Elder Abuse and Occupational Therapy’s Role

By Anna Metcalf COTA
Geriatric SIS Chair

“What do you see, nurses, what do you see?
What are you thinking when you look at me?
A crabbit old woman, not very wise.
Uncertain of habit with far away eyes
who dribbles her food and makes no reply
when you say in a loud voice, “I do wish you’d try.”
— Kate’s Poem
 What is Elder Abuse? What are the types? What is our role as occupational therapy practitioners?
Elder abuse is defined as: an intentional act, or failure to act by a caregiver
or another person in a relationship involving an expectation of trust that causes 
or creates a risk of harm to an older adult.
What are the types:

  1. Physical: the intentional use of physical forces that results in acute or
    chronic illness, bodily injury, physical pain, functional impairment, distress or death.
  2. Sexual: forced or unwanted sexual interactions.
  3. Emotional: verbal or nonverbal behavior that results in infliction of anguish,
    mental pain, fear, or distress.
  4. Neglect: failure by caregiver or other responsible person to protect an elder from
    harm, or the failure to meet needs of essential medical care, nutrition,
    hydration, hygiene, clothing, and basic activities of daily living. 
  5. Financial: the illegal unauthorized, or improper use of an older individuals resources
    by a caregiver or other person in trusting relationship for benefit of someone 
    other than the older individual. 
    Our role as occupational therapy practitioners is to STOP the elder abuse. 
    Here are some ways that are discussed in the OT Practice as well as some that I have come up with:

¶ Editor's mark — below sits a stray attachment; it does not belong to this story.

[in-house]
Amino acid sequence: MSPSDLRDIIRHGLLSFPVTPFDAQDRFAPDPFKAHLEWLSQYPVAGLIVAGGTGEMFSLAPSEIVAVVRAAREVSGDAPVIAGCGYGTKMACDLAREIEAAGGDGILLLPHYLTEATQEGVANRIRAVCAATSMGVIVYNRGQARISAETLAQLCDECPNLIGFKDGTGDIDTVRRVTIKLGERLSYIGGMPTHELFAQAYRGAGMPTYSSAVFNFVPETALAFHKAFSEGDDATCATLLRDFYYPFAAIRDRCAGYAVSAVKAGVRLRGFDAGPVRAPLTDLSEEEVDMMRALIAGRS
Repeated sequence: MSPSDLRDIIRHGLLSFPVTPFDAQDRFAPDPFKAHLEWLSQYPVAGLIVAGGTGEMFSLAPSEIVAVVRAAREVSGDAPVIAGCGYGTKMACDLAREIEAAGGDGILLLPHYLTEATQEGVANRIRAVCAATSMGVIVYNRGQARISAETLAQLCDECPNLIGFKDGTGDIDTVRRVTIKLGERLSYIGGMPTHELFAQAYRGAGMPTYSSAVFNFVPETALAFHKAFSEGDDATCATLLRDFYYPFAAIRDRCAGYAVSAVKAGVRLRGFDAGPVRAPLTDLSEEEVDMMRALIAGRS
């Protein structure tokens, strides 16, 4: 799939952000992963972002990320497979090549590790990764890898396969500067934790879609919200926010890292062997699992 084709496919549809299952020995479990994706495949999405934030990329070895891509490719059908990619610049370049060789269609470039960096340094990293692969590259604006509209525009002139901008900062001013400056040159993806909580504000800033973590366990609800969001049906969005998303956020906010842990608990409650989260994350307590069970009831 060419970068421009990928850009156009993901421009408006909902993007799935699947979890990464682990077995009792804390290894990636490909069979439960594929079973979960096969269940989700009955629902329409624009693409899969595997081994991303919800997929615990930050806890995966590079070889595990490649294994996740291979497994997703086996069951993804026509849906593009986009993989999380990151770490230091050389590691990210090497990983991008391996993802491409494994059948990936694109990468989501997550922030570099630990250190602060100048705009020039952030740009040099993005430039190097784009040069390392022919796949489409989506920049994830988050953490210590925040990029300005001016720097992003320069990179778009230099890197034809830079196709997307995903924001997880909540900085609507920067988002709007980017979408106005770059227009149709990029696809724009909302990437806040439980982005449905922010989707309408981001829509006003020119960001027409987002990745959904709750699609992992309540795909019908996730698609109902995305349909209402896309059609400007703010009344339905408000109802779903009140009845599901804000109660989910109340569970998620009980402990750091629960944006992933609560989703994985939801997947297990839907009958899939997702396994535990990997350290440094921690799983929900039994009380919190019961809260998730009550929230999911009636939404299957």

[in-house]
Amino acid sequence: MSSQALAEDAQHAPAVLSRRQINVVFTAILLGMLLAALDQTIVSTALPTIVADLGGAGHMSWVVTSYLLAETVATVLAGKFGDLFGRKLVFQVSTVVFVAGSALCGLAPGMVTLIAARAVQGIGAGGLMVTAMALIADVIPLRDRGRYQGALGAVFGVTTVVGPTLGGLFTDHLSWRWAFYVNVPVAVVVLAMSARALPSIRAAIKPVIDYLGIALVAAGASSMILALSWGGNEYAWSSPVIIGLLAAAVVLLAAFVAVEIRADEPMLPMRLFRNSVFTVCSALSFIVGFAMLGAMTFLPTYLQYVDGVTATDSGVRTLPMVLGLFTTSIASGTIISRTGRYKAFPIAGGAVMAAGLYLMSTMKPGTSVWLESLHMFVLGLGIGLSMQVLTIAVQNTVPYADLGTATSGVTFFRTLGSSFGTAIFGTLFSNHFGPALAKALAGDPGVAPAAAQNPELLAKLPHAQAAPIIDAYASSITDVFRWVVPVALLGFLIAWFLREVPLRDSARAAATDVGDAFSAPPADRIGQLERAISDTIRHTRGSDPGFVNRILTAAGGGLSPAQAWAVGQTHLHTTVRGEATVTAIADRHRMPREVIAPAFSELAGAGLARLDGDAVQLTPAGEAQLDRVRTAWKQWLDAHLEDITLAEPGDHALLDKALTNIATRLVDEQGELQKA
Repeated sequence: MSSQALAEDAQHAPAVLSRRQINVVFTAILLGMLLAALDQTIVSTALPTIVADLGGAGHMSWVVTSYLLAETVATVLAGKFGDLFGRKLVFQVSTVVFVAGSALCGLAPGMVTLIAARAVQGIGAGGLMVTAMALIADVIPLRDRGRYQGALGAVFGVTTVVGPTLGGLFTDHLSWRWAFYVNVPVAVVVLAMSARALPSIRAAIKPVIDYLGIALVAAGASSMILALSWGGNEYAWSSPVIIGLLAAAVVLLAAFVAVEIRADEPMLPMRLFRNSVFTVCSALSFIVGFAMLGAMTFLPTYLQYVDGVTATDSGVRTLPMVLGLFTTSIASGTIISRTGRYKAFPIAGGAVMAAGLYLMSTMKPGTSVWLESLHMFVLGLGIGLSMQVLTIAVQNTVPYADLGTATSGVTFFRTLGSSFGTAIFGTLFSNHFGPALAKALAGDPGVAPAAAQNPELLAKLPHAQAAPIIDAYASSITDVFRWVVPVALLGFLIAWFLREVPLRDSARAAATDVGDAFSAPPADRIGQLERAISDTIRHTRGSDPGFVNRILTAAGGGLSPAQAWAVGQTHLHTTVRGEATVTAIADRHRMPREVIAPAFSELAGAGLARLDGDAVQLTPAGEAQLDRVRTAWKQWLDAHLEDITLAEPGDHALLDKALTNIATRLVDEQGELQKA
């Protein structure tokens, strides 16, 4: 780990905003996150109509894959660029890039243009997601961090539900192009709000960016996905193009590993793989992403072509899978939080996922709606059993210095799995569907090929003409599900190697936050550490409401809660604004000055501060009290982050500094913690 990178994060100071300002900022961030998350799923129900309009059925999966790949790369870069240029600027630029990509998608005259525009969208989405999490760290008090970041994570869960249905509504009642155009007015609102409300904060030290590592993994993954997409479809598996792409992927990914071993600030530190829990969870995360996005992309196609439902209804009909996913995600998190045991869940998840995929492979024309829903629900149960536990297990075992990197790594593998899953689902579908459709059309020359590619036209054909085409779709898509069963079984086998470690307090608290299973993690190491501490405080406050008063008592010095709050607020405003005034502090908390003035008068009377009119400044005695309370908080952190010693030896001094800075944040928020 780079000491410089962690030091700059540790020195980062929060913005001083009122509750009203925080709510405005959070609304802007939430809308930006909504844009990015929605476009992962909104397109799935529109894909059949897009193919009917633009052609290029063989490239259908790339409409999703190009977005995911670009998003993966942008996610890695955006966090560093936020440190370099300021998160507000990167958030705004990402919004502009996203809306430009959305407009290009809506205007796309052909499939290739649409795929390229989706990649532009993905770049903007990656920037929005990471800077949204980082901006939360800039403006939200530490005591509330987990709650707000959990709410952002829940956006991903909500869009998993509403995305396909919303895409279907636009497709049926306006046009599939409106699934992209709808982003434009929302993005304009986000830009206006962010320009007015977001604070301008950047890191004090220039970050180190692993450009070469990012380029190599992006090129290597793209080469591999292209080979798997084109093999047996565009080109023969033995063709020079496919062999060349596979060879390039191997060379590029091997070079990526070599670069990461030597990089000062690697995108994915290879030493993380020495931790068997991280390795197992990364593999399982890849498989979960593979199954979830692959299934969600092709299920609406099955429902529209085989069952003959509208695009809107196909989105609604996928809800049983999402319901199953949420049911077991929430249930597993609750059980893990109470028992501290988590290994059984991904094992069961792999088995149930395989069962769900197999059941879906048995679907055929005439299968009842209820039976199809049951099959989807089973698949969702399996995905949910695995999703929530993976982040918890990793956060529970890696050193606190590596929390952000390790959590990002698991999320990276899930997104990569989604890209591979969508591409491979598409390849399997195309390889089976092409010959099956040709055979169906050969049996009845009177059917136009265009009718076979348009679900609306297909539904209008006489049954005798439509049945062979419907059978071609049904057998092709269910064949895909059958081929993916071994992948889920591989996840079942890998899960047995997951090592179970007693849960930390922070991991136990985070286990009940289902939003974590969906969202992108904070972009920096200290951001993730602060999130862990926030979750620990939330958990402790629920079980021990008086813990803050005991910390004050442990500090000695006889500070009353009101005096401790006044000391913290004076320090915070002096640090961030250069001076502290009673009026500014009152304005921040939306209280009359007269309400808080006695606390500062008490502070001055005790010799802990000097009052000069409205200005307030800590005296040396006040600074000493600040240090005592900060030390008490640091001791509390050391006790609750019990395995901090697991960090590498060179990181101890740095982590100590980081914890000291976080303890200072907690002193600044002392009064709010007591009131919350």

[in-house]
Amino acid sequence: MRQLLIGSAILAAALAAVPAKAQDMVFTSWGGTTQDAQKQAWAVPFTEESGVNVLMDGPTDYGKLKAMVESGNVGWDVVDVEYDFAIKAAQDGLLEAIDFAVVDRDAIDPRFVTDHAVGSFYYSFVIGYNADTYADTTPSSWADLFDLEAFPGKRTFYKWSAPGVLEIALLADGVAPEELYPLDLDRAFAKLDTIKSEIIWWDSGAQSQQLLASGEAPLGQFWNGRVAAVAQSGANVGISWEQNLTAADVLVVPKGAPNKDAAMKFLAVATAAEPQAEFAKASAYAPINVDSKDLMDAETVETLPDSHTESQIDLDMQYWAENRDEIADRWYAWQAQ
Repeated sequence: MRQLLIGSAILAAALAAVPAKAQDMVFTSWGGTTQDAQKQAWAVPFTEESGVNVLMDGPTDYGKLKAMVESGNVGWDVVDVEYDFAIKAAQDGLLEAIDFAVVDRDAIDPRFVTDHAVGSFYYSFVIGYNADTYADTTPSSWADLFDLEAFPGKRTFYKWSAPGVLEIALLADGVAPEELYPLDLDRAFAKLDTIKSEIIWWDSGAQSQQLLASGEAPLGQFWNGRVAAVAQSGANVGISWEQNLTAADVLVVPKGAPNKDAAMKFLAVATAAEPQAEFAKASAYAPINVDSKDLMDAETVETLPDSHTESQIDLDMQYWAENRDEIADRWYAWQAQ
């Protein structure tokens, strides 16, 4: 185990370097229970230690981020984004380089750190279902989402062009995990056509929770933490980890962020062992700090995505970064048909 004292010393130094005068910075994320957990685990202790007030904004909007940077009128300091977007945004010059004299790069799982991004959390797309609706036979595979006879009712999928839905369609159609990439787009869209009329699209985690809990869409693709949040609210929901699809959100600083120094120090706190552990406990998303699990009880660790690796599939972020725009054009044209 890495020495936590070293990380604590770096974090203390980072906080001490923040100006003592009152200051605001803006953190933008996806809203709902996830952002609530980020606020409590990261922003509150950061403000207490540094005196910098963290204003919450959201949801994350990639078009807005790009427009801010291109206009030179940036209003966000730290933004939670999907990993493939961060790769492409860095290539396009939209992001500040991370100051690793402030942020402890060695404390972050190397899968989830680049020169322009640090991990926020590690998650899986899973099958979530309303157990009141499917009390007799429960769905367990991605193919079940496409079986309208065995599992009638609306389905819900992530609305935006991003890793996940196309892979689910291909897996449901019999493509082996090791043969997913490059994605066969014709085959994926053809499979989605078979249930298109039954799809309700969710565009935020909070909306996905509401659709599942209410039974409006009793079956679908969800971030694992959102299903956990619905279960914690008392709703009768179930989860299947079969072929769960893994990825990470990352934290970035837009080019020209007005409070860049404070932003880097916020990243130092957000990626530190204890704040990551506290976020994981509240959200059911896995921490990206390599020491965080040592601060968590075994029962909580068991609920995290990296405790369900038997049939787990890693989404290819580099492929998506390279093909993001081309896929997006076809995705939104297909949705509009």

+We often build great rapport with our patients, and with that rapport 
    we can ask questions which can lead to discoveries of elderly abuse. 
    +When reporting abuse, it is important for practitioners to understand the rules laid out by 
    their employer, state, and professional association. So ask in your facilitate how you can report. 
    Addressing the needs of caregivers, occupational therapy practitioners can often help alleviate
    caregiver burn out before it leads to abuse.
    + When helping our patients with ADLs we can also educate other staff members about what works best for a particular patient so that they can better assist them and not become frustrated when they forget step or take too long.
    +We strive to make our patients more independent and less reliant on staff or caregivers which can help prevent abuse.
    +Helping our patients know what is going on in their care, and how to see signs they are experiencing abuse.
    Hall, JE, Karch, DL, Crosby, AE. Elder abuse survalance: uniform defintions and reccomended 
    core data elements for use in elder abuse survalance, version 1.0. Atlanta (GA): National Center 
    Injury prevention and control, Centers for disease control and prevention, 2016.
    Waite, A. (2014). Elder Abuse: Knowing When, Why, and How to Intercede. OT Practice 
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